I’m playing completely solo on the whole tour, just me and a guitar. I’ll be playing a complete mix of old and new songs. I’ve reinterpreted some and done new versions of some, but in general just songs. The emotion has proven to be different every night, depending on the room and the sound, the city and the atmosphere. You could walk into the most iconic venue in the world and have a bad show. You can only truly tell when you walk onstage. Fifteen minutes before the set I’m a nervous wreck man, honestly. I become very inward and I want to do my own thing, I do all my warm ups and stuff.

“Music and food connect the whole world”

The album comes out in August, will we hear anything new tonight?

Yeah, the plan is to play five or six new songs tonight, so a fair amount. I wanted to mix it up a bit because I toured Last Smoke… so much that it felt we’d gotten to a point where if we carried on we’d be milking it. We did three summers of festivals on that one album, so it just felt finished. Sharing songs in general is an amazing thing. If you’re an artist, or an actor, or a playwright you’re always buzzed up about the next thing. I think most creatives are the same. As soon as you have done your most recent thing you tell your manager or whoever that it’s the best thing you have ever done, and in hindsight it isn’t always. Sometimes you need someone else to be a little bit objective, but there has to be that passion there to start with.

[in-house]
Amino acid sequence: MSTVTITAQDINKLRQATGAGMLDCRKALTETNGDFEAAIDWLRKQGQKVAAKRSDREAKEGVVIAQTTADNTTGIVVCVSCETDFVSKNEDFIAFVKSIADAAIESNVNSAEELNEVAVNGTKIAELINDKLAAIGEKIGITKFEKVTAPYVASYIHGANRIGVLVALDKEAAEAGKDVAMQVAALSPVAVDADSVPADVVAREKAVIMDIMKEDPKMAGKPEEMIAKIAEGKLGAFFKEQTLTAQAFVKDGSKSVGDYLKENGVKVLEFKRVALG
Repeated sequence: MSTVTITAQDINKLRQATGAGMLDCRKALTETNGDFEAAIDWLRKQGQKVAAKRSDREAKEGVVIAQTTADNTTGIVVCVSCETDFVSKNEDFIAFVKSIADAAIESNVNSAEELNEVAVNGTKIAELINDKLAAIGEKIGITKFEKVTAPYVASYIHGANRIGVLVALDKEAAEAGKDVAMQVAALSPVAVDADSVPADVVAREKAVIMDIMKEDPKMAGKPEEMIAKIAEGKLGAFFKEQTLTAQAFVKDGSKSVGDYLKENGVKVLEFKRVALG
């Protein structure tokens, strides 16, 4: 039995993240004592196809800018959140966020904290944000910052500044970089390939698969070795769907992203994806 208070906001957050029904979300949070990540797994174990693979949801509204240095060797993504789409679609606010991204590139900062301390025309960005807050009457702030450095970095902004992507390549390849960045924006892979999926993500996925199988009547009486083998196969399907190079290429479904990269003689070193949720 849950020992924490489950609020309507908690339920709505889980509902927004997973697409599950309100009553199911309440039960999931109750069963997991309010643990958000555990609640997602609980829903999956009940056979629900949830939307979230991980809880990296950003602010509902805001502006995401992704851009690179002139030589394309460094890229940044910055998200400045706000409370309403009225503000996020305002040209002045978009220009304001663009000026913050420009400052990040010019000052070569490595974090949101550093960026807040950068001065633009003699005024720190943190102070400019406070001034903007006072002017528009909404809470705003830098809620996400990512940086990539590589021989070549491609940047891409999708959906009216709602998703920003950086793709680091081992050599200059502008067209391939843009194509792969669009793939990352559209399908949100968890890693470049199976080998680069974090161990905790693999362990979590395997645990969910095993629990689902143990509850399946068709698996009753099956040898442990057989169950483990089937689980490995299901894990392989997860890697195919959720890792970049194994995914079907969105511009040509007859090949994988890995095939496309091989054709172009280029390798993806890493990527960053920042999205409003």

The single from the album, ‘Tilikum’, shares a name with a particularly famous whale, is there a story to that?

It’s a reference for sure. I knew of that name from that film. Then I did some research about the word and it’s such a beautiful word. I was actually once going to have a baby called that, so that’s the story behind the song.

It means friendship and community, right?

It does, in Navaho I believe. Forgive my ignorance on that, I’m sure the details of that beautiful language and culture are a lot deeper than my understanding of it, but it’s what that word resembles for me personally. It’s kind of a hard thing to explain but for me it means so much, it covers so much ground: Australia, London, sadness, loss, hope for the future. The verses are quite cold in that song and the chorus kind of switches it up. *sings* ‘Be my rose, you know it’s warm’, and there’s sunlight coming out even though the verses are darker.

‘Shine’ was named the most addictive track on Spotify in 2014, what do you think it was that made that song resonate?